In 2000, when the CIPD launched its first ‘Employee Absence’ report, the world of work was a very different place. Employer attitudes and policy around people’s health were also very different. Comparing the findings from our 2000 survey with our 2020 edition shines a fascinating light on how employer practice has evolved during that period.

Here are 20 things that have changed – or stayed the same – in the past 20 years:

1. ‘Health and well-being’ is now a concept: In 2000, ‘well-being’ wasn’t discussed at work and employers focused on the much narrower management of ‘health and safety’. Since then, employee ‘health and well-being’ has risen sharply up the workplace agenda.

2. Organisations can enhance employee well-being: Today, employers are encouraged to optimise people’s health and well-being rather then merely reduce the risk of injury and ill health, as captured in World Health Organisation’s principle: ‘Health is a complete physical, mental and social well-being and not merely the absence of disease or infirmity'.

3. More responsibility on employers: There’s now much more expectation on employers to support people’s health. The workplace can improve the quality of people’s lives and their health, thereby reducing the pressure on health services.

4. The importance of ‘good work’: There’s now recognition that good work can be good for people’s health, and a far-reaching public policy agenda aims to provide good work for UK employees.

5. Mental health is now a key concern: In 2000, our absence survey didn’t even include poor mental health as a potential cause of sickness absence. In 2020, mental ill health (such as anxiety and depression) is the top cause of long-term employee absence and 60% of people professionals say reported common mental health conditions have increased in their organisation.

6. Stress is still far too widespread: Our 2020 survey finds stress is a major cause of short- and long-term absence, and 37% say work-related stress has increased. Twenty years ago, stress was the second main reason for absence among non-manual workers.

7. Absence levels have dropped dramatically: In 2000, we reported an average sickness absence rate equivalent to 9.3 days per employee per year. In 2020, it stands at 5.8 days.

8. Can or should absence levels be reduced further? We asked this question of HR in 2000 and the overwhelming majority (82%) said ‘yes’, not surprising given the then much higher absence rate. Today, we’re concerned the historically low absence level could be masking ill health through unhealthy working practices like presenteeism.

9. ‘Presenteeism’ didn’t exist as a concept in 2000: Today, nearly nine in ten (89%) report people coming in to work when they are unwell.

10. ‘Leaveism’ was also unheard of in 2000: In 2020, our findings show that nearly three-quarters (73%) of people professionals have seen a form of it, such as people working when they should be on holiday.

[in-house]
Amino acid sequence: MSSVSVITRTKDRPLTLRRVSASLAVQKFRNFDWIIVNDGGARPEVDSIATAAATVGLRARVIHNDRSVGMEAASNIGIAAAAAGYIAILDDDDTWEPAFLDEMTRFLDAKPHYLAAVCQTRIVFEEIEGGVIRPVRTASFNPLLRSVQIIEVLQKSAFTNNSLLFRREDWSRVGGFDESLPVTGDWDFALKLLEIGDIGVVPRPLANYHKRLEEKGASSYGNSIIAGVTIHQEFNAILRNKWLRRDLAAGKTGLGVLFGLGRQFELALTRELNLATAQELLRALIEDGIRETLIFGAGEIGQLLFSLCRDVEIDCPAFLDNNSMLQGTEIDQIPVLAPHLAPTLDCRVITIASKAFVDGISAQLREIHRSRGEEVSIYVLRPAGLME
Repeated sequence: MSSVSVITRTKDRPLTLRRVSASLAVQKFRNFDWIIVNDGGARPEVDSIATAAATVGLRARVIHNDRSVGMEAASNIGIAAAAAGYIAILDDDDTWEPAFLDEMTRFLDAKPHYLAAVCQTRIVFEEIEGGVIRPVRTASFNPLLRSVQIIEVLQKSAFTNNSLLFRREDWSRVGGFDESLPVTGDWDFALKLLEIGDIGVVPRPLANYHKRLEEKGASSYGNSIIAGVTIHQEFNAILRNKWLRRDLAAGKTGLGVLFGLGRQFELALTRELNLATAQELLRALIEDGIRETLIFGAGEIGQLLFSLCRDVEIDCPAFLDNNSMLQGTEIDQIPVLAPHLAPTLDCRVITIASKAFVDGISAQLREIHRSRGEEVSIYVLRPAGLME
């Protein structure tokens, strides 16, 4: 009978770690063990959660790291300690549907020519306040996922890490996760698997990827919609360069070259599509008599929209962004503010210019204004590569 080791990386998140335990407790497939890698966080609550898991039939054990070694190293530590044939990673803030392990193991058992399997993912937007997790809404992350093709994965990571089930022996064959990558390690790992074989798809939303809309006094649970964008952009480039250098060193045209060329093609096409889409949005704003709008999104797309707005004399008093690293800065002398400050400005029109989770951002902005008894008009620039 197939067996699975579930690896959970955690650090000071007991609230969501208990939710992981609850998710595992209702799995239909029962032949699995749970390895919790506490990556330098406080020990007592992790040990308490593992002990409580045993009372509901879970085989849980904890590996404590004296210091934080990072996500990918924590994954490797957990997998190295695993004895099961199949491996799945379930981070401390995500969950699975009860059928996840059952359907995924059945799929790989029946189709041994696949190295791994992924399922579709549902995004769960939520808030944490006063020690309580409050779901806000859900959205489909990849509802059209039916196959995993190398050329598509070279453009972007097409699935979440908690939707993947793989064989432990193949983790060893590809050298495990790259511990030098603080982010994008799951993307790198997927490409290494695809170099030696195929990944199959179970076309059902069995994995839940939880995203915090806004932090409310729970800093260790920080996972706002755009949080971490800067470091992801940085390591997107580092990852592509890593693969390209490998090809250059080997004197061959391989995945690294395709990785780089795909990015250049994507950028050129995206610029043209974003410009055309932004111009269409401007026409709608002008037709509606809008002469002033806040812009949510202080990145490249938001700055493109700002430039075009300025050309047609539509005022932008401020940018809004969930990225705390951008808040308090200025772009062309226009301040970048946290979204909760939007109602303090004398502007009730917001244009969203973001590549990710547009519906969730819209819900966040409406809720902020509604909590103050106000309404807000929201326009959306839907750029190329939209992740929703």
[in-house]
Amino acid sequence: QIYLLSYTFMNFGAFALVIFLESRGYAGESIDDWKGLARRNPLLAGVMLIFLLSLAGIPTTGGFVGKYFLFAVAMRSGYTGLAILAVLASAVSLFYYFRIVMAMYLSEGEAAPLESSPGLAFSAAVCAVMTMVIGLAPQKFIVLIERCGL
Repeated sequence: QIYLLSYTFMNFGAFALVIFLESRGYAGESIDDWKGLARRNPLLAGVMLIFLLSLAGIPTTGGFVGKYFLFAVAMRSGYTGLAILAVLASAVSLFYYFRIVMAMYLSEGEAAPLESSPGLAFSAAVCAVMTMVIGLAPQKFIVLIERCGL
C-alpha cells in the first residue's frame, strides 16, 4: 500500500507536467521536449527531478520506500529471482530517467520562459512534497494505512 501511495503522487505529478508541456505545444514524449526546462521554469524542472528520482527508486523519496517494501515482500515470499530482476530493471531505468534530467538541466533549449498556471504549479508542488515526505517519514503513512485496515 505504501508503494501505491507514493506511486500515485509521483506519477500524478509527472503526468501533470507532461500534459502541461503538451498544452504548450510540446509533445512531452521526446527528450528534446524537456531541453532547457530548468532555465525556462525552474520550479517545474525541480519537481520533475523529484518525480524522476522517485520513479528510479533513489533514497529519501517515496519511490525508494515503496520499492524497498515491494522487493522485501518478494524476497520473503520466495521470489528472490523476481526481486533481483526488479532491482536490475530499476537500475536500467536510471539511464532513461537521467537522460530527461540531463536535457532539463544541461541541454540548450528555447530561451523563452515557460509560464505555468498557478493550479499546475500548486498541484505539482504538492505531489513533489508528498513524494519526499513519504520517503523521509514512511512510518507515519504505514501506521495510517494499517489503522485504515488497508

11. There’s more expectation on managers to manage absence: However, the level of training they receive hasn’t changed much. In 2000, 46% of organisations trained managers in absence-handling; today 56% do so for short-term absence.

12. More employers use return-to-work interviews: In 2000 return-to-work interviews was only the 11th most common absence management tool (23% of organisations); our 2020 survey finds they are the top method of managing short- and long-term absence (75% and 79%).

13. Trigger mechanisms are now widely used: In 2020, trigger mechanisms are the second most popular tool to review attendance but they weren’t a feature for most employers in managing absence 20 years ago.

14. Occupational health (OH) is still very important: In 2000, OH was the favoured approach to deal with longer-term absences; in 2020, at least six in ten cite the importance of OH involvement.

15. Better work-life balance policies still needed: In 2000, over a quarter (27%) ranked ‘home/family responsibilities’ as a leading cause of absence. Today, around the same proportion (24%) cite caring responsibilities for children as a top reason for short-term absence.

16. Technology now looms large: Our 2020 findings indicate technology is seen as a double-edged sword: most believe it has both negative and positive effects on well-being. By far the most negative impact is the inability to switch off out of work hours (86%).

17. The workforce is ageing: Employers should now be much better at supporting people with a disability and/or a long-term health condition; for example, by providing more flexibility, reskilling people and offering effective support pathways.

18. CIPD now has ‘Chartered’ status: In 2000 the then ‘Institute of Personnel and Development’ was granted a Royal Charter; today we’re known simply as the CIPD, the professional body for HR and people development.

19. A growing membership to make a difference: In 2000 we had around 100,00 members. Today, we have a worldwide community of more than 150,000 – significantly increasing the positive difference we can make to create healthy workplaces and achieve our purpose of championing better work and working lives.

20. Employer support for employee health and well-being has come a long way in 20 years: However, there’s still a way to go before organisations and employees can fully realise the benefits of a healthy working-age population. In particular, we need more investment in training and support for line managers to support people on a day-to-day basis.

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About the CIPD

At the CIPD, we champion better work and working lives. We help organisations to thrive by focusing on their people, supporting economies and society for the future. We lead debate as the voice for everyone wanting a better world of work.